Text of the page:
Protests broke out in the House on Tuesday ahead of a vote on the Republican tax bill.
Chants of “kill the bill, don’t kill us” filled the chamber as lawmakers spoke on the floor.
Tax bill debate on the House floor briefly interrupted after protesters in the gallery shouted "Kill the bill! Don't kill us!"— Cristina Marcos (@cimarcos) December 19, 2017
One protester interrupted a floor speech from Speaker Paul RyanPaul Davis RyanJuan Williams: Pelosi shows her power Cheney takes shot at Trump: 'I like Republican presidents who win re-election' Cheney allies flock to her defense against Trump challenge MORE (R-Wis.), shouting “you’re lying, you’re lying” as he spoke.
A woman in a wheelchair was also escorted out as she shouted about how she relies on Medicaid and said "you starve America with this bill.”
.@SpeakerRyan's floor speech on the GOP tax plan - a moment that he's been waiting for a long time - is being interrupted by a protester shouting "You're lying, you're lying!"— Cristina Marcos (@cimarcos) December 19, 2017
“You should go back to school to learn how do to math!” a protester shouted as Ryan spoke, according to reports.
"Liar, liar, liar," a protestor starts yelling looking directly at the Speaker. "You should go back to school to learn how to do math!" https://t.co/ZiCAbfvKZw— Matt Laslo (@MattLaslo) December 19, 2017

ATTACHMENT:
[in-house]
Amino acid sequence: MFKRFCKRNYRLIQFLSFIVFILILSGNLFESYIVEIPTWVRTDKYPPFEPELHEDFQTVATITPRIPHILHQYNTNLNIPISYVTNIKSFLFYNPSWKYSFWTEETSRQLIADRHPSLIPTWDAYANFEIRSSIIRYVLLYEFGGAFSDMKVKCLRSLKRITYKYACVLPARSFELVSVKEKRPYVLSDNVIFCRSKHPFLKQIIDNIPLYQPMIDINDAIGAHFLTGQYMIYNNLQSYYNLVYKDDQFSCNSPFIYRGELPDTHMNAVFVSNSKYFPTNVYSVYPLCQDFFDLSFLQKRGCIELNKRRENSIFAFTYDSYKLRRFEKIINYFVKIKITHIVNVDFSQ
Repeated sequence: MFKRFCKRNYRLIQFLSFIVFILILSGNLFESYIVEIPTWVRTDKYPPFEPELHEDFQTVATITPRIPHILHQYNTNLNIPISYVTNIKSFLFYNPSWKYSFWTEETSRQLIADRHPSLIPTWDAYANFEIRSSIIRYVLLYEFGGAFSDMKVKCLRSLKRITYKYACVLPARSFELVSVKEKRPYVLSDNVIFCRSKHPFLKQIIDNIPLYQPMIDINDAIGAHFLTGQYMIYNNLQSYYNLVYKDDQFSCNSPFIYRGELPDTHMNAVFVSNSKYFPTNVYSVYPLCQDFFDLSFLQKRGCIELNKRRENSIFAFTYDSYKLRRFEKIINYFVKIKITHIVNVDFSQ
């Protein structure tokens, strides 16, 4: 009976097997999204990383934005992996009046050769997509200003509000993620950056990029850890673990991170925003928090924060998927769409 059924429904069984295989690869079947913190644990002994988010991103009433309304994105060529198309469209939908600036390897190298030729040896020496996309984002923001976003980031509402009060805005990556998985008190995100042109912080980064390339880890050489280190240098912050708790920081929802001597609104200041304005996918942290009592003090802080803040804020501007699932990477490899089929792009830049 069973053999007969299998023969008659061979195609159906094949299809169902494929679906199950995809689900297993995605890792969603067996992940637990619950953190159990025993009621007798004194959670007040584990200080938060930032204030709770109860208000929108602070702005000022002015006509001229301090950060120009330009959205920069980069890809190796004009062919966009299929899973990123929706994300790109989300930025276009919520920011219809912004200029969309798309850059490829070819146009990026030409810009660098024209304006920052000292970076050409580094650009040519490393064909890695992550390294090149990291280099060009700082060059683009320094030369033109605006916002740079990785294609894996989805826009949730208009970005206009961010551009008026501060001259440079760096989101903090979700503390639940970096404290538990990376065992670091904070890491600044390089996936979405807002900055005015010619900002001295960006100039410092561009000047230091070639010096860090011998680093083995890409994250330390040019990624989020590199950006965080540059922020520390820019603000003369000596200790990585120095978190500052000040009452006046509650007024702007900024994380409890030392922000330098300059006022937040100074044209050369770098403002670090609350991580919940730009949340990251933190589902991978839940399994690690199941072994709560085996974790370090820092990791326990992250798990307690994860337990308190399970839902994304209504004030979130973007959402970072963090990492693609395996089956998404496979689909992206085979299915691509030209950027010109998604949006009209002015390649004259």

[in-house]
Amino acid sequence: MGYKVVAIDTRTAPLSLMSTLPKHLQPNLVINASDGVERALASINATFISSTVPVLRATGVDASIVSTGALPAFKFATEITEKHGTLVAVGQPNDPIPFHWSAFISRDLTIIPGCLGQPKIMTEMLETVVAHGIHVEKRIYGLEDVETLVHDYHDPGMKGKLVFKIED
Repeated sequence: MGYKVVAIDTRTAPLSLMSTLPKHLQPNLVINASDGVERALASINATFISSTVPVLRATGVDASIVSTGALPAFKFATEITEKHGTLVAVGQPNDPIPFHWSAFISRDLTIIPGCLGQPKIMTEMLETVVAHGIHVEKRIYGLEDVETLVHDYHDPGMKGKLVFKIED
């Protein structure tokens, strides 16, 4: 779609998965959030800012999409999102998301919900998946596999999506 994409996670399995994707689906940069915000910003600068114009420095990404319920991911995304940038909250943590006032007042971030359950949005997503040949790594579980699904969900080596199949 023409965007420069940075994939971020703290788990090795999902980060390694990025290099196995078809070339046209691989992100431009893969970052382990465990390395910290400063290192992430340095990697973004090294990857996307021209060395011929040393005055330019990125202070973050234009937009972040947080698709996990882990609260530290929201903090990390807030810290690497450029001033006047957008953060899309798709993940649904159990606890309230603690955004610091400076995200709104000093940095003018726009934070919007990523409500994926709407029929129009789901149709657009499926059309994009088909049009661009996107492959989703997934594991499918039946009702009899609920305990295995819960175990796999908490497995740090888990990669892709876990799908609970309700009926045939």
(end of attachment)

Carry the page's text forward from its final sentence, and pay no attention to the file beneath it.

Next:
A woman in the gallery is yelling at Paul Ryan, calling him a "liar!"— Matt Fuller (@MEPFuller) December 19, 2017
"Shame on you!" she yells.
Ryan looks straight at her.
Handful of protesters standing up in House gallery. “You’re fired!” and “We’re coming for your jobs!” as they’re led away by Capitol police.— Colin Wilhelm (@colinwilhelm) December 19, 2017
The tax bill is expected to clear the House on Tuesday, followed closely passage in the Senate.
A new CNN poll released Tuesday found 55 percent of Americans oppose the GOP tax bill.
Trump and congressional Republicans have touted the tax bill as a “great Christmas gift” for middle-class families, but critics of the bill say it will primarily benefit wealthy people and corporations.
— Cristina Marcos contributed.